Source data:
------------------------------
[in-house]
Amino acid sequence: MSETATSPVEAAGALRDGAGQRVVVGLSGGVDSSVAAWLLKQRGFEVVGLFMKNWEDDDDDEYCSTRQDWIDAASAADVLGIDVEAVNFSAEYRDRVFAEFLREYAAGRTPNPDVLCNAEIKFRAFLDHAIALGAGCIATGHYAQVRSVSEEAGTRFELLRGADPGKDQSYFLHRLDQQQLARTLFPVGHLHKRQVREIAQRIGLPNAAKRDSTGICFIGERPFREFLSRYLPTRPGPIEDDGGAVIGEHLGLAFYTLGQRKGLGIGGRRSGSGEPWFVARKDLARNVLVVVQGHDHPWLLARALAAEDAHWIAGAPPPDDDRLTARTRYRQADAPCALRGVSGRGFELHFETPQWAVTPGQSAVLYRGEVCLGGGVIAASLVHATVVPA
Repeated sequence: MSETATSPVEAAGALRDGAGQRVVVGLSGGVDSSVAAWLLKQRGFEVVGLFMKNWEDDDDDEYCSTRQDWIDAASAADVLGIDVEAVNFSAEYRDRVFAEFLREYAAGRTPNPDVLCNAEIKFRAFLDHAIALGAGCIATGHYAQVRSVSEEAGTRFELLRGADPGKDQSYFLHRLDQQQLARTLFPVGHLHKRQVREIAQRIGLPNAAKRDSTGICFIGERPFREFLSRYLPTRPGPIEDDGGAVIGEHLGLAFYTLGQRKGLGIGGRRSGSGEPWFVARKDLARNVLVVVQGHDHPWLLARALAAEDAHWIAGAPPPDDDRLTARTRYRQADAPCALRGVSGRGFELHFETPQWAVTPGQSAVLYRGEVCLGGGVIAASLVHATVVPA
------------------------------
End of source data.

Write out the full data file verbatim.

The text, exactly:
[in-house]
Amino acid sequence: MSETATSPVEAAGALRDGAGQRVVVGLSGGVDSSVAAWLLKQRGFEVVGLFMKNWEDDDDDEYCSTRQDWIDAASAADVLGIDVEAVNFSAEYRDRVFAEFLREYAAGRTPNPDVLCNAEIKFRAFLDHAIALGAGCIATGHYAQVRSVSEEAGTRFELLRGADPGKDQSYFLHRLDQQQLARTLFPVGHLHKRQVREIAQRIGLPNAAKRDSTGICFIGERPFREFLSRYLPTRPGPIEDDGGAVIGEHLGLAFYTLGQRKGLGIGGRRSGSGEPWFVARKDLARNVLVVVQGHDHPWLLARALAAEDAHWIAGAPPPDDDRLTARTRYRQADAPCALRGVSGRGFELHFETPQWAVTPGQSAVLYRGEVCLGGGVIAASLVHATVVPA
Repeated sequence: MSETATSPVEAAGALRDGAGQRVVVGLSGGVDSSVAAWLLKQRGFEVVGLFMKNWEDDDDDEYCSTRQDWIDAASAADVLGIDVEAVNFSAEYRDRVFAEFLREYAAGRTPNPDVLCNAEIKFRAFLDHAIALGAGCIATGHYAQVRSVSEEAGTRFELLRGADPGKDQSYFLHRLDQQQLARTLFPVGHLHKRQVREIAQRIGLPNAAKRDSTGICFIGERPFREFLSRYLPTRPGPIEDDGGAVIGEHLGLAFYTLGQRKGLGIGGRRSGSGEPWFVARKDLARNVLVVVQGHDHPWLLARALAAEDAHWIAGAPPPDDDRLTARTRYRQADAPCALRGVSGRGFELHFETPQWAVTPGQSAVLYRGEVCLGGGVIAASLVHATVVPA